by Molly Ivins
not so bad when it's just deciding on those special-interest fights -- some titanic clash for turf between doctors and chiropractors or AT&T vs. Southwestern Bell. True, the side that makes the biggest political contributions almost always wins, so the rest of us frequently end up paying higher prices for whatever it is, but at least we're only getting shot down indirectly.
What's really sickening is when it's a choice involving our health, our air or our water, and the special interests still win because they make bigger contributions than we do. When lawmakers (Our Elected Representatives) are perfectly willing to sacrifice us -- literally our bodies -- in favor of campaign contributions, it's enough to gag a maggot.
Unfortunately, such cases are rarely crystal clear; and the clearer the case is, the more high-paid lobbyists you get wandering around making it as unclear as possible. Here's an interesting example of a fight between clean air and clean water and the ethanol lobby.
Ten years ago, the feds required that gasoline sold in polluted urban areas include oxygen, on the theory that oxygen in gas would cut carbon monoxide emissions. Actually, it doesn't seem to work, but that's not what the fight's about.
The oil companies met the oxygen requirement in one of two ways. One was to add a substance called MTBE, which makes people sick in the short run and also turns out to be a carcinogen. It also has the nasty property of quickly polluting ground water. It's gotten into wells and water supplies, particularly in California and the Northeast, where it's most commonly used. It also makes the water smell and taste bad, and in water-short Southern California, thousands of wells have been shut down.
OK, MTBE has got to go. Congress is on the program.
The fight is over whether to get rid of this oxygen-in-gasoline requirement entirely, since it's apparently doing squat to improve air pollution. Ah, but the second additive used to meet the requirement is ethanol, dear to the hearts of corn farmers and their representatives in Congress.
And not just corn-staters, because ethanol -- as all of you who listen to the eco-porn on the Sunday morning chat shows well know -- is the particular baby of the Archer-Daniels-Midland Co. ADM produces 40 percent of the ethanol in this country, and as you may also know, ADM makes big, big political contributions. The annual fight over the ethanol subsidy is always a doozy, and ADM always wins.
Requiring states to substitute ethanol for MTBE would increase demand for corn by 600 million bushels and push up corn prices, making the corn farmers and ADM very happy indeed.
One problem with substituting ethanol for MTBE is that it will increase the cost of gasoline significantly on both coasts because of shipping costs from the Midwest. The second problem is that it could actually make air pollution worse.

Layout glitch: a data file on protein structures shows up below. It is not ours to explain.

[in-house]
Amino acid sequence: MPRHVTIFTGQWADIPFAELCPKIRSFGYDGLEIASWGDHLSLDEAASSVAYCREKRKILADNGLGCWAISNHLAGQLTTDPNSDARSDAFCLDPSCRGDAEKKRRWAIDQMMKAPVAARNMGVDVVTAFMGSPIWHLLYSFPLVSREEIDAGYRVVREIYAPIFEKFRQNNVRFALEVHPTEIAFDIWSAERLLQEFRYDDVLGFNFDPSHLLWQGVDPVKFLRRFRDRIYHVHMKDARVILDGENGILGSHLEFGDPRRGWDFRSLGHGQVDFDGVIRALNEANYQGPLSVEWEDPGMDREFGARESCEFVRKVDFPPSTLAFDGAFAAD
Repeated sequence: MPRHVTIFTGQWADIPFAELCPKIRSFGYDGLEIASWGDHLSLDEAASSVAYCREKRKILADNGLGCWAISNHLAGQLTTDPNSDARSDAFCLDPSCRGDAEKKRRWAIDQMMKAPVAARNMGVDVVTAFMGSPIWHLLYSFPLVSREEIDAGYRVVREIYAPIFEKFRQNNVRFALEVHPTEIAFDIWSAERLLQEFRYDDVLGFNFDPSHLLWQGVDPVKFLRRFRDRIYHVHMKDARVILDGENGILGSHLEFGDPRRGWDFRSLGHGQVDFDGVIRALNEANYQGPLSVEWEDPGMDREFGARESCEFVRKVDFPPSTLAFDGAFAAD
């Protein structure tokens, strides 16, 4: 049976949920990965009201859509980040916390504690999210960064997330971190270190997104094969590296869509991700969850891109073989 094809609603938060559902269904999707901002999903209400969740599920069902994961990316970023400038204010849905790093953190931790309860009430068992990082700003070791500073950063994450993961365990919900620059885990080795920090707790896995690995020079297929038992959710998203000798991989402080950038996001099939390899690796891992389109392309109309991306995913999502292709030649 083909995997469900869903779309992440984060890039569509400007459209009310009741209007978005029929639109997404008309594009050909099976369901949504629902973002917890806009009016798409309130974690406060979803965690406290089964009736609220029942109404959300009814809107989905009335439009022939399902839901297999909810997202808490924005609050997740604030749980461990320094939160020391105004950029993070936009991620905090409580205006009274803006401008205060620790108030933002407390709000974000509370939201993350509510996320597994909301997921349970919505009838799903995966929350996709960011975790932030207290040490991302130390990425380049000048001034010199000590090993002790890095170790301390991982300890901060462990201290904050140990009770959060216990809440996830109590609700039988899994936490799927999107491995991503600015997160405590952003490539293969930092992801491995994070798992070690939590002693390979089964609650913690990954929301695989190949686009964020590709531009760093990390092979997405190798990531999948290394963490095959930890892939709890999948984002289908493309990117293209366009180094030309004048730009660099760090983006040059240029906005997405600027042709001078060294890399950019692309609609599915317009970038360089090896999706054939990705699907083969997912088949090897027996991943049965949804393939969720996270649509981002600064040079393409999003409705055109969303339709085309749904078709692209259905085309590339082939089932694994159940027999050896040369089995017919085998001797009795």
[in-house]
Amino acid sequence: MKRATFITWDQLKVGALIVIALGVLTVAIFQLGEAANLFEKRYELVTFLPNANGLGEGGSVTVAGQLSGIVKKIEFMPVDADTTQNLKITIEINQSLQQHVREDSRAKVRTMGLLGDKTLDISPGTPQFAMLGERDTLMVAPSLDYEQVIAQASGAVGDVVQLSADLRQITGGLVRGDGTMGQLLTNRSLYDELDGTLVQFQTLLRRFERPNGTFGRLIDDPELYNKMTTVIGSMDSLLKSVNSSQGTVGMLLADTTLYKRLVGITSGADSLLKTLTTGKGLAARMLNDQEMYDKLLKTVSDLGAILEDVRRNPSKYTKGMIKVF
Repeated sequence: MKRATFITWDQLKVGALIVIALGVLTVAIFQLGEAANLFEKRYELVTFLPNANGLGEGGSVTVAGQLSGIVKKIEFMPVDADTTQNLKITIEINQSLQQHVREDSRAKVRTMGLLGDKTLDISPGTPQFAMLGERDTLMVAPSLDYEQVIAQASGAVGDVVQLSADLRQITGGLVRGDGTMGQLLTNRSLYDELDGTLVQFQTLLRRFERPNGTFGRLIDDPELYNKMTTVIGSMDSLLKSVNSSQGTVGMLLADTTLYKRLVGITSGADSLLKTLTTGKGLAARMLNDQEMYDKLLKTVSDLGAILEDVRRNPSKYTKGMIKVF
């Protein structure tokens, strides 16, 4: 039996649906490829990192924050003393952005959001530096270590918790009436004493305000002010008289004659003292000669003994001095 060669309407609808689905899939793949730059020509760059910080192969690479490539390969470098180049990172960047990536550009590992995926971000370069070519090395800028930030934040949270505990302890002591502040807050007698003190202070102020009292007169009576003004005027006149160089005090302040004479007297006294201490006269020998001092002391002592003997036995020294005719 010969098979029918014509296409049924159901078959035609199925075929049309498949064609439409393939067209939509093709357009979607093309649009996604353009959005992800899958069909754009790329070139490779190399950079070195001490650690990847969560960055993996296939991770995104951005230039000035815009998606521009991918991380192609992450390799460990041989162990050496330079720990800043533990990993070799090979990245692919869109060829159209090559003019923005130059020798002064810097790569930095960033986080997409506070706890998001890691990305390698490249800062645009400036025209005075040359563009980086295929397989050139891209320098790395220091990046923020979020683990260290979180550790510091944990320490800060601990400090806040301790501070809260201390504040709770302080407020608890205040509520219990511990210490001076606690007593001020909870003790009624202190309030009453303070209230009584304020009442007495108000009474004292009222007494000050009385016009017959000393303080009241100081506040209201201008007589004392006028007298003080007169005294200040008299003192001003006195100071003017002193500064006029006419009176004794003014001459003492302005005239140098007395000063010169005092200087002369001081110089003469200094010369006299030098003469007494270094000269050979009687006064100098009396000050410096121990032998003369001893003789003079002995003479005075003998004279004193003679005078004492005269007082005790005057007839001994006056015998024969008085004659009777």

According to the EPA, ethanol tends to evaporate easily in warm weather, thus causing more ozone, thus causing more smog. In a city like Los Angeles, where pollution is always worst in the summertime, this is not going to help.
Sens. Tom Daschle and Richard Lugar, corn-staters, have introduced a bill that would delete the oxygen requirement and substitute a requirement for "renewable fuels" (to wit, ethanol), but ethanol would be burned mostly in the farm states where it is produced and mostly in the wintertime, when its tendency to evaporate is not a problem.
The bill would set a floor on ethanol consumption of 1.3 percent of the national gasoline supply, just where it is now, but would drop geographic quotas and time-of-year requirements.
This is a pro-ethanol compromise that would probably mean that, in California and the Northeast, the oxygen requirement will go by the boards, but more ethanol will be used in the Midwest. Are the corn farmers happy? Nope -- some of them are pushing to keep the oxygen requirement so that everybody will have to use their product. Bet on the biggest contributors.
Here's another nasty example of how campaign contributions make our lives less pleasant, if not shorter. The Federal Communications Commission was fixing to open up the broadcast spectrum to hundreds of low-power FM radio stations. These micro radio stations can only cover a couple of miles at most and would be used by churches, community groups, Bulgarian speakers and the like.
And guess who's unhappy about this? The National Association of Broadcasters, one of the mightiest lobbies in the country. The NAB has been going around claiming that the low-power stations would interfere with their high-watt stations -- a dubious claim. The FCC and independent studies show no such interference.
You may recall the infamous telecommunications bill of 1996 that set off this ungodly concentration of media ownership. Well, it worked in radio, too -- the commercial giants have been fighting the FCC all the way. The only thing that low-power will interfere with is profits, draining away a tiny minority of listeners who aren't all that crazy about Rush Limbaugh, Dr. Laura and Nashville country.
National Public Radio (finks, traitors) has joined the NAB in this effort to shut off more, if tiny, media voices. If you don't think this is a problem, you haven't been paying attention to the concentration of ownership in the media. Any independent voice we can get will help.
May 11, 2000 (http://www.monitor.net/monitor) All Rights Reserved. Contact firstname.lastname@example.org for permission to use in any format.
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